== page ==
ISG ‘to trial’ with Cathay ahead of possible contract

By Luke Barras-hill |

Source: Cathay Pacific.

Inflight Sales Group (ISG) will begin a ‘trial period’ with Cathay Pacific Airways on a wholesale contract basis as the airline concessionaire reignites its partnership with the Hong Kong flag carrier, TRBusiness can reveal.

The trial, understood to begin in mid-December, is set to run across a limited number of Cathay routes and feature a reduced assortment of skus – mainly P&C and accessories  – available through a digital platform.

Dependent on the outcome of the trial period, an official agreement between Cathay Pacific and ISG Hong Kong could materialise around March with a plan to offer a fuller assortment across the airline’s routes.

Retail inMotion (RiM), the wholly owned inflight retail subsidiary of LSG Group, won a competitive tender in 2019 to become the inflight and technology solutions partner for Cathay.

It was due to take over the management of the highly prized boutique and duty free programmes onboard Cathay Pacific Airways and the group’s then Cathay Dragon subsidiary [Cathay Dragon ceased operations in October 2020 as part of a corporate restructure – Ed] from long-term incumbent ISG.

It is unclear as to why the RiM concession did not materialise and the company declined to comment when approached by TRBusiness.

Inflight service onboard French Bee.

Renewals for French Bee & Air Caraïbes

“ISG is now reaching out to brands/suppliers to discuss the commercial terms and product proposals to prepare for the official launches,” an ISG source told TRBusiness.

We are also working on some crew incentive mechanisms in a hope of motivating crew members to sell onboard.”

ISG had previously operated the Cathay business for a number of years and retained it in 2013 before RiM was announced as the new concessionaire in 2019.

Cathay, like many carriers globally, felt the full brunt of Covid-19’s impact on passenger demand by moving to reduce capacity as travel restrictions took hold.

As mentioned, the group unveiled a corporate restructuring process in October 2020 in response to the severe hit to the aviation market caused by Covid-19, with a number of changes implemented to reduce what at the time amounted to a cash burn of HK$1.5-2 billion per month.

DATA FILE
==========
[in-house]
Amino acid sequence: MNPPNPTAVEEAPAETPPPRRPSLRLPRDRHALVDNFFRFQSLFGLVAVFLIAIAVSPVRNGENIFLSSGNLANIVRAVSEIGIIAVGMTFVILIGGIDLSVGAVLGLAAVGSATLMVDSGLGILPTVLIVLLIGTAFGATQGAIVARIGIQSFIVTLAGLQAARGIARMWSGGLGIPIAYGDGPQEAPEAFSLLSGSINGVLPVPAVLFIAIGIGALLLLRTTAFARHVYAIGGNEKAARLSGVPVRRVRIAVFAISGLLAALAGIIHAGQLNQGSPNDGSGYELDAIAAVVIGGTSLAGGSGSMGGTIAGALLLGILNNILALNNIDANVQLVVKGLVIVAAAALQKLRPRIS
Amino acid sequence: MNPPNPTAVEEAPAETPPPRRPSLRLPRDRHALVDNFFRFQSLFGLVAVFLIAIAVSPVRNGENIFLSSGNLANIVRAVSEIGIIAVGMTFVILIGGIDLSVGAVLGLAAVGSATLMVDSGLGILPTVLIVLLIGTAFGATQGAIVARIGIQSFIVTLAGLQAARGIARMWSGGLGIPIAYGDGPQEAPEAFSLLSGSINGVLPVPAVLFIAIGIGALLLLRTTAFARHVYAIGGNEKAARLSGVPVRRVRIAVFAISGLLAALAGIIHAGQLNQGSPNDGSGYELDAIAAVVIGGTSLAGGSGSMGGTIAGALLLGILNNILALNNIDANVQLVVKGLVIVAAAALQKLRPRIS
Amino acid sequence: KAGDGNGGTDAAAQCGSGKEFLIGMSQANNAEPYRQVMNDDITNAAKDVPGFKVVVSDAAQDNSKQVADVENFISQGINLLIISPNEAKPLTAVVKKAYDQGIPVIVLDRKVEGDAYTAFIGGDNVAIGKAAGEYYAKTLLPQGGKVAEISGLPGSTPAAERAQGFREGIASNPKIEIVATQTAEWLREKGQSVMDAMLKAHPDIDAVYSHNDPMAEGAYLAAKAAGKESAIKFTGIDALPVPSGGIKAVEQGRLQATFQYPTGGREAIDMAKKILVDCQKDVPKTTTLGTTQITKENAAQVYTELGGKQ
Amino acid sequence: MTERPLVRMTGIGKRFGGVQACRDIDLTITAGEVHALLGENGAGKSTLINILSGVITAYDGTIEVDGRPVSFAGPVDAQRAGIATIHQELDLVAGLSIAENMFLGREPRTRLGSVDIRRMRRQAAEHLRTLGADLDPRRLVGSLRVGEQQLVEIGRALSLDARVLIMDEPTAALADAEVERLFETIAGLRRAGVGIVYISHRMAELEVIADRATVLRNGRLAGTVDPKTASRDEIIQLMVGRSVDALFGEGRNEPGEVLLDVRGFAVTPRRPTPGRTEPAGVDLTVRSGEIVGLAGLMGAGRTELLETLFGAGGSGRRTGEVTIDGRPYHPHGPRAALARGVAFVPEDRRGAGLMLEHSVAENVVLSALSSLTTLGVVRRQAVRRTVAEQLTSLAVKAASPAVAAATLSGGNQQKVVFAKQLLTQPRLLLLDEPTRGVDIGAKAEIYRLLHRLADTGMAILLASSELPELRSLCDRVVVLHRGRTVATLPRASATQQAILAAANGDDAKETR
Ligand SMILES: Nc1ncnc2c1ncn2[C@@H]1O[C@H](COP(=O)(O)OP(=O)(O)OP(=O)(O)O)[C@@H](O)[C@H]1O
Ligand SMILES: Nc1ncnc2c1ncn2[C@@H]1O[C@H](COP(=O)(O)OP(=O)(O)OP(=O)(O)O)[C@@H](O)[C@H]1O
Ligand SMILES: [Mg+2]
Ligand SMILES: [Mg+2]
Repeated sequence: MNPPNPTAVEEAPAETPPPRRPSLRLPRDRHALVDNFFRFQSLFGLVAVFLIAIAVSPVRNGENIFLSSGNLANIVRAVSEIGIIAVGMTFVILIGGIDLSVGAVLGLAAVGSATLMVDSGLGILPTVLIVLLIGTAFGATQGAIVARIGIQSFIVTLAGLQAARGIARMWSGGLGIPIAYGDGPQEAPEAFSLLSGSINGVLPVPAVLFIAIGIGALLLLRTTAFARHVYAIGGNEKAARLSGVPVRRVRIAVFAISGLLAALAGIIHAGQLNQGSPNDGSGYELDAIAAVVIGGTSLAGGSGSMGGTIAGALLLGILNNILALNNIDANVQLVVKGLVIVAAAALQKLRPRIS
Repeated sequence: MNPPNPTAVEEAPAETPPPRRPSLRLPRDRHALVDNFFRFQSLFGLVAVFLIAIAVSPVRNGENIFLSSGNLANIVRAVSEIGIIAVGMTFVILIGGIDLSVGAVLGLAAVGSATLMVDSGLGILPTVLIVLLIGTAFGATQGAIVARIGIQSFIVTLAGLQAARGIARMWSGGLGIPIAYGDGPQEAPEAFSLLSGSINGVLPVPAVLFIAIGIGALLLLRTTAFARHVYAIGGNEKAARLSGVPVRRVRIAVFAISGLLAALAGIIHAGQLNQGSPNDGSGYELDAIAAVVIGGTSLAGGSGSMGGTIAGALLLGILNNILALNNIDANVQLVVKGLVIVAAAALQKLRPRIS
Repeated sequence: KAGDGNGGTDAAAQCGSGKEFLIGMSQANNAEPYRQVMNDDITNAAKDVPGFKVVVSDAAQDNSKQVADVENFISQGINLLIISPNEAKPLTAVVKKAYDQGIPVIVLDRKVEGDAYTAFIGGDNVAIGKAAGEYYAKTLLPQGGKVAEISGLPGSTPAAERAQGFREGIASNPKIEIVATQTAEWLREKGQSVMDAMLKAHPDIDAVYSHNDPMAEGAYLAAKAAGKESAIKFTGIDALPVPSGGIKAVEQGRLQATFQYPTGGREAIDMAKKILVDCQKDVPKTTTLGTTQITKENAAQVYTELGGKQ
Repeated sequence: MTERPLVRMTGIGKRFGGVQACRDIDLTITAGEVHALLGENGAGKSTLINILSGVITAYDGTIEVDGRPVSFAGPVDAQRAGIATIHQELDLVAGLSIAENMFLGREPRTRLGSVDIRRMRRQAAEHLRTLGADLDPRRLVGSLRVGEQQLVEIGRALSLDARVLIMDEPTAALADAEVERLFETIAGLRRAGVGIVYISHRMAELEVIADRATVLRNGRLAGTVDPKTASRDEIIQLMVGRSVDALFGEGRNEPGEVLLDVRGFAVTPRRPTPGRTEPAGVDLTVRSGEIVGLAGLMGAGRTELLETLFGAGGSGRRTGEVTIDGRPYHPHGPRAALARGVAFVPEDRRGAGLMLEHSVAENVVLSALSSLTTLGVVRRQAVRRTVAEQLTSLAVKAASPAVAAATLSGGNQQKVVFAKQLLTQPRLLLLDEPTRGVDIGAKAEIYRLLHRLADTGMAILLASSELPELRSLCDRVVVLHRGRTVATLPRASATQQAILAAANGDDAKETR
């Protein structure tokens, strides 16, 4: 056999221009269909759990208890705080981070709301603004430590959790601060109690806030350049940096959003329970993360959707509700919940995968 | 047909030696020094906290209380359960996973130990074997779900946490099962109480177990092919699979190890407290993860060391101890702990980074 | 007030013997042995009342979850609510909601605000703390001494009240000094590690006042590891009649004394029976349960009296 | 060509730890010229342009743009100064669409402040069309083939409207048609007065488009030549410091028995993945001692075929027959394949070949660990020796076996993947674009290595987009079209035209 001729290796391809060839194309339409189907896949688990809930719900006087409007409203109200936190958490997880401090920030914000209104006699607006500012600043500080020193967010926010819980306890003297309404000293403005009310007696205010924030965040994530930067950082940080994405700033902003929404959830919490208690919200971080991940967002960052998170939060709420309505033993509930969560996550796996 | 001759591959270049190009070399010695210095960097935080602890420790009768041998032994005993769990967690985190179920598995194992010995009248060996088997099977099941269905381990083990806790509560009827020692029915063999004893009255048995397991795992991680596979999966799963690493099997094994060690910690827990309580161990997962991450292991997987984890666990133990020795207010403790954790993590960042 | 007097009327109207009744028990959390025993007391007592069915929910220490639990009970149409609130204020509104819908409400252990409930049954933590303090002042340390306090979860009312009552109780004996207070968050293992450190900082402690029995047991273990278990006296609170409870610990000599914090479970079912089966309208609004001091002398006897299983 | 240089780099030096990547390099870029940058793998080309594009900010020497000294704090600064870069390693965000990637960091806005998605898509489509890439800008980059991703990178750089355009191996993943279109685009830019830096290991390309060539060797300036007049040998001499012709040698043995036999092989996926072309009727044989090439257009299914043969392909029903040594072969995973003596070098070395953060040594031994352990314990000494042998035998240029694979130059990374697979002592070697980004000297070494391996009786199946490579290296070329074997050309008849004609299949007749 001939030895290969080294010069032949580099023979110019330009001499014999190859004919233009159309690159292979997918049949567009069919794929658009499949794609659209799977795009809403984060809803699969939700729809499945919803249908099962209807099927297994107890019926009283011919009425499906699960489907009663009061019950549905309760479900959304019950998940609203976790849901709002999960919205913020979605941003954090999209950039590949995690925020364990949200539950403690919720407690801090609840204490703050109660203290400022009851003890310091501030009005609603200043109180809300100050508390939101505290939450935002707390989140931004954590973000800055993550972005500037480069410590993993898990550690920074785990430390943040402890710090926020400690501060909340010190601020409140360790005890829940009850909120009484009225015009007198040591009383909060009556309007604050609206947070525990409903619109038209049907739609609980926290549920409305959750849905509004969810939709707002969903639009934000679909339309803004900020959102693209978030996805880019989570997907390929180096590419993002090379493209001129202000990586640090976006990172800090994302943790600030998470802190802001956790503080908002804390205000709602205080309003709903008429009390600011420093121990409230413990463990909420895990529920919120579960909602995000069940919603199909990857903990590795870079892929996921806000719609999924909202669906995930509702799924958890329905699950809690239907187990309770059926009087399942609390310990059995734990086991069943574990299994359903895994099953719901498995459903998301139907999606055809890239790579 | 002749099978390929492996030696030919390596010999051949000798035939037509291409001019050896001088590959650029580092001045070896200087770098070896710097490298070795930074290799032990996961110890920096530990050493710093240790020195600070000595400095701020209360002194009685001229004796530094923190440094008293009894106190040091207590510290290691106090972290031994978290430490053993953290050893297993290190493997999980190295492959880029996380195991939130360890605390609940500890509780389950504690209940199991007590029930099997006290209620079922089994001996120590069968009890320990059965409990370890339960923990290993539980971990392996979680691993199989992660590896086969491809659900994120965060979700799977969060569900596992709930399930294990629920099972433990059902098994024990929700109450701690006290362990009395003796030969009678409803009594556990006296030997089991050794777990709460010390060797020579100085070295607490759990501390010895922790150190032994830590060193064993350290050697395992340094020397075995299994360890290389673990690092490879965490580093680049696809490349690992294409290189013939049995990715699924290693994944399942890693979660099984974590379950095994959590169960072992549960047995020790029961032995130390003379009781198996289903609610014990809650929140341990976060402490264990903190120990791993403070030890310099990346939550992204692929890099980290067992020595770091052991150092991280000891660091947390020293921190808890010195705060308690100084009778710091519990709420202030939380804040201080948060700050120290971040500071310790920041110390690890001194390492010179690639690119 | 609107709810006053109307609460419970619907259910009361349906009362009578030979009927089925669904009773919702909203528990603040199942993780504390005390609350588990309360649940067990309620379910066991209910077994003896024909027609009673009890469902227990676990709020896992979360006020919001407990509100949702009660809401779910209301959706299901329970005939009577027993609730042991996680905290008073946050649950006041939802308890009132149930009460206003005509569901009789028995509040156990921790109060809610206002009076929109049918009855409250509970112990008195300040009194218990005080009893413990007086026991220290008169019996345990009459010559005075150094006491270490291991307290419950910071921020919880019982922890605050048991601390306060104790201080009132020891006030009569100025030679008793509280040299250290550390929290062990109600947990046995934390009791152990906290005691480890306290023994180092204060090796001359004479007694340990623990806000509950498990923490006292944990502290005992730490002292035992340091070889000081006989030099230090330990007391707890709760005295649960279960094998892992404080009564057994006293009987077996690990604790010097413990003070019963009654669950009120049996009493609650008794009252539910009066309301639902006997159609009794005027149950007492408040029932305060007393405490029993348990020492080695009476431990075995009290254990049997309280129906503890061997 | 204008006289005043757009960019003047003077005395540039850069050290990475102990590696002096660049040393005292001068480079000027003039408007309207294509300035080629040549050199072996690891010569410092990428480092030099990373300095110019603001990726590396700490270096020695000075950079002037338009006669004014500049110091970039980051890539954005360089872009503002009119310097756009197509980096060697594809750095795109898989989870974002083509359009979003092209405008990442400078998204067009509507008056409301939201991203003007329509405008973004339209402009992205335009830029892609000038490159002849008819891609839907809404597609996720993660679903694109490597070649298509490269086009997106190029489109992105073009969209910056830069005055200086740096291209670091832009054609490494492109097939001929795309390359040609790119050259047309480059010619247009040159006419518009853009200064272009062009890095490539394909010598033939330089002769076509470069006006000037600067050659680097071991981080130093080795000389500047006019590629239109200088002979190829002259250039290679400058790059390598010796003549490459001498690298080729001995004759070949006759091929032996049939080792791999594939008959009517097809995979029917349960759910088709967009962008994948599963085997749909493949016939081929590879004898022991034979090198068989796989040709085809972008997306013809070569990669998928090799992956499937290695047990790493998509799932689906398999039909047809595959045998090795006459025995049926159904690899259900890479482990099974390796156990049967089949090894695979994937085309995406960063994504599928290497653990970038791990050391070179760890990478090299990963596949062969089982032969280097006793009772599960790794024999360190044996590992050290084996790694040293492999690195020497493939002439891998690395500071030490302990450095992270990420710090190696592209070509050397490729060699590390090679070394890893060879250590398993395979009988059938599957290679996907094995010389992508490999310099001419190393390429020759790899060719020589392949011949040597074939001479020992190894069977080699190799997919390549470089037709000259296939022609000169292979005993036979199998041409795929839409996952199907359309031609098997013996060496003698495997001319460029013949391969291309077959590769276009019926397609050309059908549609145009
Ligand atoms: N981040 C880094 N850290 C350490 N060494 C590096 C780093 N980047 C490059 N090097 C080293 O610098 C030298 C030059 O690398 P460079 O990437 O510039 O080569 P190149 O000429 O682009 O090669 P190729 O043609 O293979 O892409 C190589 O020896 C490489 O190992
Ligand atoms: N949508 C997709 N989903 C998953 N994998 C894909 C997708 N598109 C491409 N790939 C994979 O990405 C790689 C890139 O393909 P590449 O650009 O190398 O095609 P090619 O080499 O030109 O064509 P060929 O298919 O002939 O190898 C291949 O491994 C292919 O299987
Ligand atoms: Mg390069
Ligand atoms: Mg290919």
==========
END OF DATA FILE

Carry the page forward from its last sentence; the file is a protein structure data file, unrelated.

Earlier in the year, the group announced a recapitalisation plan to maintain its competitiveness and operations that included receiving capital support from government.

Its most recent traffic figures for September 2022 reflect the positive impact of the action taken by the Hong Kong Special Administrative Region’s government with regards to travel restrictions and quarantine requirements.

Cathay handled a total of 265,845 passengers for the month in question, an increase of +101.7% compared with September 2021. However, this represented an 89% decrease compared with the pre-pandemic level in September 2019.

Mandatory hotel quarantine arrangements for locally based aircrew were removed from 10 September and for travellers arriving into Hong Kong from 26 September.

Meanwhile, several important developments have taken place regarding ISG’s European business over the past 12 months.

Effective November 2021, ISG Europe SAS extended its partnership with low-cost carrier French Bee and regional airline Air Caraïbes for three years (until 2024) .

ISG Europe, which runs full concession programmes onboard the Groupe Dubreuil carriers, had inked a renewal with both in December 2019 prior to the pandemic.

A full-service agreement with Corsair was also renewed in November 2021 for two years.

In late 2020, ISG Europe secured wholesale contracts for ASL Airlines France and Transavia France.

The former covers duty free and buy-on-board sales and the latter business – acquired from Dutyfly Solutions – concerns duty free only.